In this role of Mother of the Church she intervenes to bring us to our senses, to bring us to her Son. Her urgent message at Fatima is that the reason for the discord in the world is godlessness. Whether it is a government that outlaws the practice of religion, such as the Soviet system, or a people who live as if God doesn’t exist, like in much of the West. This is what leads us to disaster as a people and damnation as a person. Mary leads us back to God.

All of our mothers have shared life and love with us. Our mothers did not benefit from being immaculate, but nevertheless they gave us a share of maternal love that is good preparation for the perfect love of Christ: complete, unconditional, and reliable every step of the way. Mothers give us a glimpse of the love Christ has for us. But this just points us in the right direction. As Mary told the waiters and Cana, “Do what he tells you.” We come to know love more completely by our own relationship with Jesus – by prayer, by making constant decisions to reject sin, by imitation of His friends (the saints), and His own mother. Speaking of imitating Mary, what was the circumstance in which she gave this instruction to the waiters?

She was orchestrating the rescue of the unsuspecting couple at Cana from a tremendous party foul, running out of wine. And what was the circumstance that gave Our Lady the opportunity to save this bride and groom from social disaster? They had invited Jesus and Mary to their wedding. This is a lesson for us all. We must learn to invite Jesus and Mary into our lives.

St. Pius of Pietrelcina (aka, Padre Pio), a saint our time, had a motto that I think needs to be recited every morning before we get our daily dose of fear from the media, “Hope, pray, don’t worry.” Let’s repeat that, …

I think that this is a fair contemporary rendering of today’s Gospel, “Do not let your hearts be troubled. You have faith in God; have faith also in me.” That is, we hope for heaven, the Father’s House, where there are many mansions being prepared. It is the object of the supernatural virtue of hope. We trust that Divine Providence is working in our lives and in the world with all things to make us saints, to bring us to heaven. The exercise of the hopeful is to pray. Prayer is the expression of our faith. This invitation of Jesus and the saints into our lives opens us up to divine perspectives and possibilities. This all works to eliminate worry.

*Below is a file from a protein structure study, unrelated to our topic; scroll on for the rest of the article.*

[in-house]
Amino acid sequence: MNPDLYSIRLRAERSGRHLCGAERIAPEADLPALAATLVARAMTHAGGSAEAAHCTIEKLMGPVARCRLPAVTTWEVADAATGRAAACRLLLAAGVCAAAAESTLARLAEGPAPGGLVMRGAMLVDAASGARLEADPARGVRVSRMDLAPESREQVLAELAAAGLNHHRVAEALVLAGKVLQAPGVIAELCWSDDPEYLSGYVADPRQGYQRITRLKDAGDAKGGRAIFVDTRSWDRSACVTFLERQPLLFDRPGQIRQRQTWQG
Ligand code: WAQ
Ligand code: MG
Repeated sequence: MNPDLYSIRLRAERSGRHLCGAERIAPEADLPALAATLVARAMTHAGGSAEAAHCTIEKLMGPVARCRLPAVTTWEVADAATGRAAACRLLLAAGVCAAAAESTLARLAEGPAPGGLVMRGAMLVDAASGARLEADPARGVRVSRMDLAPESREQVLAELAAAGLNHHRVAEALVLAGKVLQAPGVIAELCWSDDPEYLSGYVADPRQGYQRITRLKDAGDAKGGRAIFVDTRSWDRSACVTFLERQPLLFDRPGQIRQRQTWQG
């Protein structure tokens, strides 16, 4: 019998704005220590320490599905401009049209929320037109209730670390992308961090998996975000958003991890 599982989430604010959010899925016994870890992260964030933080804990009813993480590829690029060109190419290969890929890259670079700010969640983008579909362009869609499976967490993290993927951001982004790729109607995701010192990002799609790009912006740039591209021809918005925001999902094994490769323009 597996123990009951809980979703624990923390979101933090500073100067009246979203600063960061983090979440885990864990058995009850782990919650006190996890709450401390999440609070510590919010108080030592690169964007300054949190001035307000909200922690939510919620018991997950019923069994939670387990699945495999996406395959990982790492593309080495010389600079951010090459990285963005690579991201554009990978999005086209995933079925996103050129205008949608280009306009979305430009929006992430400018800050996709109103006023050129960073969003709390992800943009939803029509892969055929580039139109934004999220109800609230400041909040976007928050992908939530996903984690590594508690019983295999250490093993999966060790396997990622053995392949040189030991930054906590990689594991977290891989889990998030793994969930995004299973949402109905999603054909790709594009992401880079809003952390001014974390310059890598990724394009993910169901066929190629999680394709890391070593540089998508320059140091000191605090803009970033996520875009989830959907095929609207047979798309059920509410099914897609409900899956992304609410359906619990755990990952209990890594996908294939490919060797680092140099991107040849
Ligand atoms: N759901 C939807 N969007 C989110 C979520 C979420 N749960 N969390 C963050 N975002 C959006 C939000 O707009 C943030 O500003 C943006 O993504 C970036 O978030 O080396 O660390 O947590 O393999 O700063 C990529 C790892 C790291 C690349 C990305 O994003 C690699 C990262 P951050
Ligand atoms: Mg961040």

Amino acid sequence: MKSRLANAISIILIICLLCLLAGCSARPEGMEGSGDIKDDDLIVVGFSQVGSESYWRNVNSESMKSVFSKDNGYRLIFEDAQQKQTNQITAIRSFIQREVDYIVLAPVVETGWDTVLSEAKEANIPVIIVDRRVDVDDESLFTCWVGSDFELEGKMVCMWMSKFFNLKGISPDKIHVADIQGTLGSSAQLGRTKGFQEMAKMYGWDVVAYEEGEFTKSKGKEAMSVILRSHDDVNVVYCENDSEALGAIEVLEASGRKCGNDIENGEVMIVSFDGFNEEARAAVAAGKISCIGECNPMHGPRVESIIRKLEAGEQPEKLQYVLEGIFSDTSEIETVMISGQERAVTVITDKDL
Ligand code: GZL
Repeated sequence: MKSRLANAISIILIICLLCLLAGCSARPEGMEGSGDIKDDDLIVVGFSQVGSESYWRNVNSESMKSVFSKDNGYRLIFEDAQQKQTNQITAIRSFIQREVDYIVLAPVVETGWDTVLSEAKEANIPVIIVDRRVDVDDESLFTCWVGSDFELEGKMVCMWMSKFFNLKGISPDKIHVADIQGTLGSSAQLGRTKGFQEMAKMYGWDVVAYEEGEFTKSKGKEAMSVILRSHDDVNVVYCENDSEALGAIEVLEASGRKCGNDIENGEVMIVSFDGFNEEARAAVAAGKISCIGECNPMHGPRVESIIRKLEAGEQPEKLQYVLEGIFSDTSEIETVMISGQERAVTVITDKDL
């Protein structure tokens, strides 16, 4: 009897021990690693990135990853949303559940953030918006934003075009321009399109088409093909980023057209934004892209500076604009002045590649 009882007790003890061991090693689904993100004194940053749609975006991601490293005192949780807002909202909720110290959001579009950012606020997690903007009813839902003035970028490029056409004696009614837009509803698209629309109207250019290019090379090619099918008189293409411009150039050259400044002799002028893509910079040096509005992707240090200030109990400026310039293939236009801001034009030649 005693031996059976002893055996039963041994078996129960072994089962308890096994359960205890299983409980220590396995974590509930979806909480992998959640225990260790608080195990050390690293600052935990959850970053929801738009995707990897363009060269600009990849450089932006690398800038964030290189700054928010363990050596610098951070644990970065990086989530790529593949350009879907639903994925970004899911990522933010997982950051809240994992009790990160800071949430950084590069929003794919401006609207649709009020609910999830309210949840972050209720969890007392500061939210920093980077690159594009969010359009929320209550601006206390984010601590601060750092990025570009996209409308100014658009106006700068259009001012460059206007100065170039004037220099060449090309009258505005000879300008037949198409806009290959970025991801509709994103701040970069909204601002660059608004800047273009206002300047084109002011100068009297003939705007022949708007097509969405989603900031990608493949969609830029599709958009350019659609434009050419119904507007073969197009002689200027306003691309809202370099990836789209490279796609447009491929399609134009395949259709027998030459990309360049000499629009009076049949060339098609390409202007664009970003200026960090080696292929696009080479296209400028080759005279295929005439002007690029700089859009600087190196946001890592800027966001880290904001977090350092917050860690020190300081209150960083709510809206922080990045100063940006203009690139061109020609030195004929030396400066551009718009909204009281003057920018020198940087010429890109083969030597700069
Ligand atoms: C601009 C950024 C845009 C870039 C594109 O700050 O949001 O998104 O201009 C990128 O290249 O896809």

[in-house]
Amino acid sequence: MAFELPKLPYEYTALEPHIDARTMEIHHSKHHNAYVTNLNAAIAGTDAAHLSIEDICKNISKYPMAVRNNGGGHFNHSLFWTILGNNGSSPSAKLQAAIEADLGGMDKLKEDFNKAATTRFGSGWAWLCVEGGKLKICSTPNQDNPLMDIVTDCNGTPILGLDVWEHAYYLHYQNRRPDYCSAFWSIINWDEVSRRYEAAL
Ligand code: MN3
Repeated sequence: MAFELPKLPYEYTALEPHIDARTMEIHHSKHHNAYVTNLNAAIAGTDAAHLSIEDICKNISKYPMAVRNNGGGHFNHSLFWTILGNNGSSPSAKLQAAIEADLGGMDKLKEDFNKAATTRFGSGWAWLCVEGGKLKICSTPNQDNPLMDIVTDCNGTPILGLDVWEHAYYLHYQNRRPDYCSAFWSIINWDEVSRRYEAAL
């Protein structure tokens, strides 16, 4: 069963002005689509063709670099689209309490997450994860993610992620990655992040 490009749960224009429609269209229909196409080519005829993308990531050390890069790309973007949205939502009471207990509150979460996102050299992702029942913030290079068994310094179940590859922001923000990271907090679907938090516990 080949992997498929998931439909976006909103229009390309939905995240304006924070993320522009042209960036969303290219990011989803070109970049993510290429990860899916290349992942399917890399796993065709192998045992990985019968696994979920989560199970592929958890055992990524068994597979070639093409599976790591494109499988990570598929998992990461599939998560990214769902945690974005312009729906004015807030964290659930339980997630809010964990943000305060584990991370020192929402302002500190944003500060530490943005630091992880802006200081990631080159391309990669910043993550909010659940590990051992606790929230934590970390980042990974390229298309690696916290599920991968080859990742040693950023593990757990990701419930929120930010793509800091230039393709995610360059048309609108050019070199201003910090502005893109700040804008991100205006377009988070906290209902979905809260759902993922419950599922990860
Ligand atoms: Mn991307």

There are all sorts of words for worry, such as: anxiety, stress, lack of confidence, or low self-esteem. And there are lots of ready examples of worry, such as people driving alone in their cars with masks on. Such anxiety leads to a fate worse than suffering coronavirus, unhappiness. We can never ultimately place our trust in things, people, science or government. These can never provide for what we hope. When such material or temporal goods are the object of hope for a culture or society, it leads to upheaval, revolution, rash and extreme solutions to our problems that tend to dehumanize, such as Communism and Totalitarianism. These are extreme human solutions of a people who solely look to themselves to solve their society’s problems. But as of late, how closely we Americans resemble these people we once pitied?

The number one message of God’s Divine Word in sacred scripture for us personally is our redemption. How God prepared the world for a Savior and delivered. But the number one message of the Bible for society is that a people who invoke the Lord, who make a place for Him in their society will have a more humane solutions and enjoy greater freedom and peace.

As we honor our mothers this day we must honor our heavenly mother also. She doesn’t want brunch. She is not as impressed with a fancy flower arrangement as she is with the arrangement of five decades of Our Fathers and Hail Marys that beautifully crown our devotion to her in the Holy Rosary. She has given us the solution to world crises!